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by Elise Wachspress

Suppose you put a graduate student, a chemist, a molecular geneticist, a mathematician, a Microsoft AI expert, a computational biologist, and a high school student into one intellectual space. What do you get?

At least one thing: proof that our social structures define our sleep schedules. “Duh,” you say.

But after years of research on circadian rhythms and the effects of sunlight and the seasons, it’s important for us to candidly embrace the fact that our social schedules—something over which we humans, individually and collectively, have much greater control than the solar system—carry considerable, perhaps even greater weight in defining our sleep schedules.

And that may explain why this generation of humans also carries the most weight—shockingly more than we did even a few decades ago.

The motley crew described above decided to mine Twitter to document when people were clearly up and awake enough to type into their phones. The team reached back to earlier, happier days of Twitter—in 2012 and 2013—when people used to tweet about their daily lives rather than engage in full-scale political warfare. During that era, Twitter’s default settings included geolocation data, so it was also possible to identify the home time zone of each tweeter.

What the team was expecting was that the timing of tweets would vary significantly based on sunlight or the seasons.

Not true. Instead, the research demonstrated that social schedules—school, work, leisure—were far more powerful. People tweeted while they were, say, getting their kids ready for school or settling in with their spouses to watch the evening news. These daily schedules set up a kind of “social jet lag” that caused people to wake up long before their bodies were ready to face a new day.

Research has shown that lack of sufficient sleep is linked to health problems from diabetes to cardiovascular disease, not to mention accidents (or “performance failures,” as the Association of Professional Sleep Societies calls them).

Of immediate interest to just about everyone, however, is the effect that sleep deprivation has on weight. The team found that the US locales with the highest levels of “social jet lag” also had among the highest obesity rates. Now that we know one factor that is helping to make us fat, shouldn’t we just try to get more sleep?

Mike Rust, the molecular geneticist and a lead author of “Geographically Resolved Rhythms in Twitter Use Reveal Social Pressures on Daily Activity Patterns,” says that is easier said than done—and clearly getting tougher, with a general trend toward people getting less and less sleep over the last several decades. Rust notes that the folks on the West Coast do better both on measures of sleep and obesity, so maybe the lifestyles out there have something to teach us. “One likely factor is spending time outside,” says Rust, suggesting people would benefit from exposure to bright sunlight, especially early in the morning.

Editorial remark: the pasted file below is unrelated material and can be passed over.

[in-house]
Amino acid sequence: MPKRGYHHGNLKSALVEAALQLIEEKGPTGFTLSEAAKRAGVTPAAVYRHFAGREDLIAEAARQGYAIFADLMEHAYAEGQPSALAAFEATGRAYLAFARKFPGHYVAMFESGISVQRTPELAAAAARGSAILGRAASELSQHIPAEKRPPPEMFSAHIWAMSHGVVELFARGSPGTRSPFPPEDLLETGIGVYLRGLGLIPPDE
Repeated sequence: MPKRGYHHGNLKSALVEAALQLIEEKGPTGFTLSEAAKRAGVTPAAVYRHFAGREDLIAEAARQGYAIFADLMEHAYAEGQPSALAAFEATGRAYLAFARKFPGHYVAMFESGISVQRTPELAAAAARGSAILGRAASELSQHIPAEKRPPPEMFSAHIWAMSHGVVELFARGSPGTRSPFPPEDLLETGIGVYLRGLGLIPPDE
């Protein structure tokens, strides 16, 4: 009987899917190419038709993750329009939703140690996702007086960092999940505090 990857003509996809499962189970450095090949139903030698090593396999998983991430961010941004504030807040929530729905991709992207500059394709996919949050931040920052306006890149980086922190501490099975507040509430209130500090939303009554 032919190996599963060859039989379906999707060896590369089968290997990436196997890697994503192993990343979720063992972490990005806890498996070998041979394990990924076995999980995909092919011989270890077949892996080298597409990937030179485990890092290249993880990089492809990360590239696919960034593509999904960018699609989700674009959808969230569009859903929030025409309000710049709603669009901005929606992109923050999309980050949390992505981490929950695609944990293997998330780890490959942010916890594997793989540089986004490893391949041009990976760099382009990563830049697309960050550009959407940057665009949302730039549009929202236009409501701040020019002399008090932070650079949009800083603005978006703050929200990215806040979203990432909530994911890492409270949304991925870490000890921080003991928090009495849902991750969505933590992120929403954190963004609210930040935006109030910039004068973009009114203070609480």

Rust came to this project with long experience in studying the circadian rhythms of bacteria. This new approach was one way to examine circadian rhythms in people, using huge datasets that already existed, without the cost of massive surveys, where people tend to shade responses or record their behavior inaccurately. He was “impressed that so much could be learned from this purely public data set not at all intended to tell you about sleep.”

He was also pretty impressed with the contributions of the high school student. When the team realized that they had neglected to account for one potential confounder—shift work—a young scientist at UChicago Lab School jumped in to help; her professionalism helped them find and integrate that data, streamlining the paper’s avenue to publication.

Rust sees the potential in extending this research in human circadian rhythm by using fitness trackers or similar biorecording devices. “If you can follow one person over time and see how the rhythms of their behavior are changing, you might be able to give that person quite useful information about their biological clock.” And for many of us, the basic data collection is already being done, saved on a Fitbit or a cell phone app.

The “take-home” message, however, is one we should all be taking home. If you want to improve your health in the least expensive possibly most enjoyable way, get more sleep. The rock-and-roller’s lament that “I’ll sleep when I’m dead,” may be faster-acting than you planned.

Elise Wachspress is a senior communications strategist for the University of Chicago Medicine & Biological Sciences Development office